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Sunday, April 21, 2024

13th Amendment full of flaws: TNA .

The Tamil National Alliance (TNA) yesterday said that the 13th Amendment to the Constitution was riddled with flaws and therefore it could not be accepted as a basis for power devolution under the present circumstances.  
 The TNA’s latest remarks came in the backdrop of some quarters including India asking the  government of Sri Lanka to evolve a political solution based on the 13th Amendment plus.

TNA spokesman MP Suresh Premachandran told the Daily Mirror yesterday that the 13th Amendment was already a part of the Constitution, there is no need for the government to consult the TNA to implement it meaningfully.
 “If the government is genuinely committed to it, there is no need for them to have a dialogue with us.  Today, the 13th Amendment is full of flaws. The government can devolve powers to the governors of the provincial councils instead of empowering the boards of ministers. It is a constitutional lacuna,” he said.
 Also, he said that the national policy planning is done today by the central government despite the 13th Amendment.
 “The provincial councils need land, police and fiscal powers. If the Centre is involved in all these matters, the hands of the provincial councils will be constitutionally tightened,” he said.

Referring to the one year long political dialogue with the government, he said that none of the key areas of power devolution or sharing had been discussed.

“We have not discussed the devolution of land and police powers. Also, we have not touched the topic of the re-merger of the north and the east,” he said.
 The 13th Amendment was introduced in 1987 after the Indo-Lanka accord was signed. It provided for the establishment of provincial councils in the country. Mr. Premachandran’s EPRLF was the first parry to government the merged north-east provincial council.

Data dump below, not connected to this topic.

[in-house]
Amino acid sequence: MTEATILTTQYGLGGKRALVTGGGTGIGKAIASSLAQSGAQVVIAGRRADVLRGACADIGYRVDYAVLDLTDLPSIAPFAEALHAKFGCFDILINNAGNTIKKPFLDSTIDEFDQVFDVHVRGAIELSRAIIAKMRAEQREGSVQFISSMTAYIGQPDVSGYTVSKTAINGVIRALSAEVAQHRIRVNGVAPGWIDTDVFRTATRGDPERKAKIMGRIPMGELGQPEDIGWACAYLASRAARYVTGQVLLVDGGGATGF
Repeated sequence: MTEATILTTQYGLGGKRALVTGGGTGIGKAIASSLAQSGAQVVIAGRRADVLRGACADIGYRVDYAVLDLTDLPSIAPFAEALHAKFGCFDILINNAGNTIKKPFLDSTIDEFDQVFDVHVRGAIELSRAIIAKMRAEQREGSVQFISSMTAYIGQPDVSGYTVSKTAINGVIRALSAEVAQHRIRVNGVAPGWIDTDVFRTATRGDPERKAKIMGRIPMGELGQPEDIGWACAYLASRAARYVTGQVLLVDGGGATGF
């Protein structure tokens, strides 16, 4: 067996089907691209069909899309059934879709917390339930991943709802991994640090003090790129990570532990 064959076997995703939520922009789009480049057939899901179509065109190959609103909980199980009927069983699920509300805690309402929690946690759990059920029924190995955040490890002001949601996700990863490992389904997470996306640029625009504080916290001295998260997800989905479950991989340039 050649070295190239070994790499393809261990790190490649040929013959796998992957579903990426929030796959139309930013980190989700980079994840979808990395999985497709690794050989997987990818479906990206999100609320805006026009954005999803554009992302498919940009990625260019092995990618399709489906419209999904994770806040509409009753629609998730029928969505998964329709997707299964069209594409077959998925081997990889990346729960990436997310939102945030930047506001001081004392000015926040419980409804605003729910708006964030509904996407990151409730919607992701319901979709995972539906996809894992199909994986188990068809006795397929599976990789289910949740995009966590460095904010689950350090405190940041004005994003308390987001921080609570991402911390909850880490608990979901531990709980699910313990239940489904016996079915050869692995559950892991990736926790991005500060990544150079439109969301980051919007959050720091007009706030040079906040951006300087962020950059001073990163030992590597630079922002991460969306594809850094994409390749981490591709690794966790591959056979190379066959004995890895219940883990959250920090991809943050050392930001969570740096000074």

Central province Chief Minister Sarath Ekanayake said none of the powers detrimental to the national security and territorial integrity of the country should be devolved to the provinces.
 “In my view, we enjoy land powers subject to certain limitations. Police power is needed to maintain law and order. But, in our country, police power was used during the war time for the national security of the country. The central government should not devolve any power detrimental to the national security,” he said.
 Sri Lanka Muslim Congress (SLMC), a party of the ruling coalition, said there should be a separate administrative unit for Muslims when a political solution is worked out.

SLMC General Secretary Hasan Ali said this unit should be formed covering the three Muslim dominated electorates in the east, namely Kalmunai, Samanthurai and Potuvil.

“Besides, all the other non-contiguous Muslim areas in other parts of the north and the east should be brought under the purview of this administrative unit proposed by our part. This is our maximum demand,” he said. (Kelum Bandara)


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